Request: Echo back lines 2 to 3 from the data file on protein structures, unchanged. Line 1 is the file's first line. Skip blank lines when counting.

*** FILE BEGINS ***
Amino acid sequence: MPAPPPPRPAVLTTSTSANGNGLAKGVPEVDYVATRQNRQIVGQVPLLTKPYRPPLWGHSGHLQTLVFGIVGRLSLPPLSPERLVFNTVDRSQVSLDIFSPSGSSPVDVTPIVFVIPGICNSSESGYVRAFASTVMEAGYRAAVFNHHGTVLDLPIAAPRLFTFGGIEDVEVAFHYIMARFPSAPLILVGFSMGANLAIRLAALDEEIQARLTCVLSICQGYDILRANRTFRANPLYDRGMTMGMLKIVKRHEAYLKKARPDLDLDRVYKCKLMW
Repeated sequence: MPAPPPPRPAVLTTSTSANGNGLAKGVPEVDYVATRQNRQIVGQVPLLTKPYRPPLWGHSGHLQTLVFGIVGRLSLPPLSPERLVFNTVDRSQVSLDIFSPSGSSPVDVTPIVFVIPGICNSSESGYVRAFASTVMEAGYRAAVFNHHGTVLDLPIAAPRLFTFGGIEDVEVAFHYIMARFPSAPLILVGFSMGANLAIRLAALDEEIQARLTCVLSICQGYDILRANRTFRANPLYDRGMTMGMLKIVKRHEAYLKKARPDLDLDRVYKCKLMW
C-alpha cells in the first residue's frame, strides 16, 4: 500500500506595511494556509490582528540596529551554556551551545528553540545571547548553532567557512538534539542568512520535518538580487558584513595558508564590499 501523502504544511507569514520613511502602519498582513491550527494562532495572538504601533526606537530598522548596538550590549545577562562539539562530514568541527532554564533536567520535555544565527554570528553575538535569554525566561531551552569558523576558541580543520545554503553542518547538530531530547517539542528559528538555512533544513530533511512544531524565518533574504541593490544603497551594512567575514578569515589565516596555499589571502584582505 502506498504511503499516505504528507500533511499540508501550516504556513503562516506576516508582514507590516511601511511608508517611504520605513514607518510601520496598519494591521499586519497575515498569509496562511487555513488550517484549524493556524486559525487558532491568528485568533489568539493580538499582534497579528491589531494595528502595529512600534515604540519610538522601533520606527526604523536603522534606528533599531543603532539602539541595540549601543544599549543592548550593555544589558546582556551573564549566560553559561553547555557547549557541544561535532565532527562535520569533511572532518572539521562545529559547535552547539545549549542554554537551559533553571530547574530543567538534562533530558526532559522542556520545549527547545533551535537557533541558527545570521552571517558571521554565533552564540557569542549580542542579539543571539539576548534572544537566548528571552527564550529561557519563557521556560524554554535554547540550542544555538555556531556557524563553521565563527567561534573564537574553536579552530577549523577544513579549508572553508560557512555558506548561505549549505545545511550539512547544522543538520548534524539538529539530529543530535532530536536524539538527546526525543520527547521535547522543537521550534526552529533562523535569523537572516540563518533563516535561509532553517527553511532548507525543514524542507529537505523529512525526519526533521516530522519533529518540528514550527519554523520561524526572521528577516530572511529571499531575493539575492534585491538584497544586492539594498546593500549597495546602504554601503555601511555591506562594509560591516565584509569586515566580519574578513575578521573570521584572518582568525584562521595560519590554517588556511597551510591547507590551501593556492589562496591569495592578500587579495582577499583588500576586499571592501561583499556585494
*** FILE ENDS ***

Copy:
Repeated sequence: MPAPPPPRPAVLTTSTSANGNGLAKGVPEVDYVATRQNRQIVGQVPLLTKPYRPPLWGHSGHLQTLVFGIVGRLSLPPLSPERLVFNTVDRSQVSLDIFSPSGSSPVDVTPIVFVIPGICNSSESGYVRAFASTVMEAGYRAAVFNHHGTVLDLPIAAPRLFTFGGIEDVEVAFHYIMARFPSAPLILVGFSMGANLAIRLAALDEEIQARLTCVLSICQGYDILRANRTFRANPLYDRGMTMGMLKIVKRHEAYLKKARPDLDLDRVYKCKLMW
C-alpha cells in the first residue's frame, strides 16, 4: 500500500506595511494556509490582528540596529551554556551551545528553540545571547548553532567557512538534539542568512520535518538580487558584513595558508564590499 501523502504544511507569514520613511502602519498582513491550527494562532495572538504601533526606537530598522548596538550590549545577562562539539562530514568541527532554564533536567520535555544565527554570528553575538535569554525566561531551552569558523576558541580543520545554503553542518547538530531530547517539542528559528538555512533544513530533511512544531524565518533574504541593490544603497551594512567575514578569515589565516596555499589571502584582505 502506498504511503499516505504528507500533511499540508501550516504556513503562516506576516508582514507590516511601511511608508517611504520605513514607518510601520496598519494591521499586519497575515498569509496562511487555513488550517484549524493556524486559525487558532491568528485568533489568539493580538499582534497579528491589531494595528502595529512600534515604540519610538522601533520606527526604523536603522534606528533599531543603532539602539541595540549601543544599549543592548550593555544589558546582556551573564549566560553559561553547555557547549557541544561535532565532527562535520569533511572532518572539521562545529559547535552547539545549549542554554537551559533553571530547574530543567538534562533530558526532559522542556520545549527547545533551535537557533541558527545570521552571517558571521554565533552564540557569542549580542542579539543571539539576548534572544537566548528571552527564550529561557519563557521556560524554554535554547540550542544555538555556531556557524563553521565563527567561534573564537574553536579552530577549523577544513579549508572553508560557512555558506548561505549549505545545511550539512547544522543538520548534524539538529539530529543530535532530536536524539538527546526525543520527547521535547522543537521550534526552529533562523535569523537572516540563518533563516535561509532553517527553511532548507525543514524542507529537505523529512525526519526533521516530522519533529518540528514550527519554523520561524526572521528577516530572511529571499531575493539575492534585491538584497544586492539594498546593500549597495546602504554601503555601511555591506562594509560591516565584509569586515566580519574578513575578521573570521584572518582568525584562521595560519590554517588556511597551510591547507590551501593556492589562496591569495592578500587579495582577499583588500576586499571592501561583499556585494